Category Archives: RWAV


If there is one thing I have always regret, it has been that I should have gotten into the world of radio broadcasting and production a long time ago. However, that was until this studio. Why? Because this class has been an intense crash-course in the world of radio and collaboration in the radio world.

The demo-recording process was an intense, quick and super beneficial learning experience. This was not only due to it being our first go at working collaboratively to produce a radio show, but also due to the fact that we encountered a few hiccups along the way. Scannell (2014) identifies, “there is a danger in everything we say and do: a possibility, every time, of performative failure and unanticipated and unwelcome consequences.”. I think that our demo exposed us to some performative failures that we could face and prepared us for the possibility of hiccups when live on air.

Ironically, the demo and our previous experience with technical difficulties came in handy during our first show due to issues with the sponsorship announcements. However, our knowledge and experience with reacting and covering such errors allowed the quality of our first live to air show to not be diminished as severely. It shows not only that practice and ‘drills’ come in handy, but that as you grow and produce more radio shows, you learn to deal with unexpected problems with faster reaction times and in increasingly professional ways, to the point where it is almost unnoticeable to the listening ear.

I had never really thought about the creative and technical processes that are involved in producing a radio feature. It wasn’t until our feature production began that I realised their prominence on radio. As a frequent Hack listener, it was brought to light how often they are used to discuss topics of debate or interest in a creative and engaging way. Through the delegation of tasks in the production of the feature, I was able to gain experience putting on my ‘producer’ hat, by reaching out to potential interviewees and communicating with representatives. I also got to gather found material that would later add texture to the feature, which was something I was really excited to do. The radio features that seem to grab my attention have layers and layers of pop culture extracts or ominous sounds that directly and indirectly relate back to the content of the piece. It was an exciting process to hear the feature come together through the fabulous contributions of each team member, putting their strengths and interest to use to produce a piece that discusses the world of second-hand clothing in a way that reflected us as a group, and reflected the issue in a way that looked at various perspectives.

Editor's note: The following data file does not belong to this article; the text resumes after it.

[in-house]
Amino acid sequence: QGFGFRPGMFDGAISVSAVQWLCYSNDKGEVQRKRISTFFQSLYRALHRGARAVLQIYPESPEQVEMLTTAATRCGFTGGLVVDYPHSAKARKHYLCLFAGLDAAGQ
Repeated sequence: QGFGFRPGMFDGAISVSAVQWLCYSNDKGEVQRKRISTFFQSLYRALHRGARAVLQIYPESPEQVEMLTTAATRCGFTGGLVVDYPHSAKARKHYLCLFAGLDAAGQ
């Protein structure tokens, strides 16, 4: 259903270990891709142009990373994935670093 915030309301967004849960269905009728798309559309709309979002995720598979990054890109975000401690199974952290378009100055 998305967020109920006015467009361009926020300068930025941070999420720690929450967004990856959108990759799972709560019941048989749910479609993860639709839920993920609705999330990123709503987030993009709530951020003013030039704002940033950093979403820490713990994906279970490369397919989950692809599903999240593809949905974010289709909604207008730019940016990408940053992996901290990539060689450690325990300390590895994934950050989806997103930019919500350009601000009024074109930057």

The most beneficial aspect of this class for me was the interviews conducted in the first half of the semester. My interview with Donna from Melbourne Period Project was enjoyable not only from a production perspective but also due to the fact I was able to learn so much about an incredible organisation. Donna’s previous experience in radio interviews and her incredible presence in the room eased my nerves and allowed me to be in the moment, thinking about what questions I really wanted to ask, using information to delve deeper into the discussion and be eased into the overall interview process. I gained experience in the technical skills required to produce an interview, learning what works and what doesn’t in terms of microphone positioning, maintaining good levels and editing to create a smoother result.

By having such an immediate connection to a professional radio station made the learning experiences much more beneficial. Rather than just rehearsing in a mock studio, we were putting our work, voices and collaborations out into the real world, on a renowned radio station. This professional aspect of it motivated me to produce the best work possible, and as a result, I have now added audio pieces to my folio that I am proud of.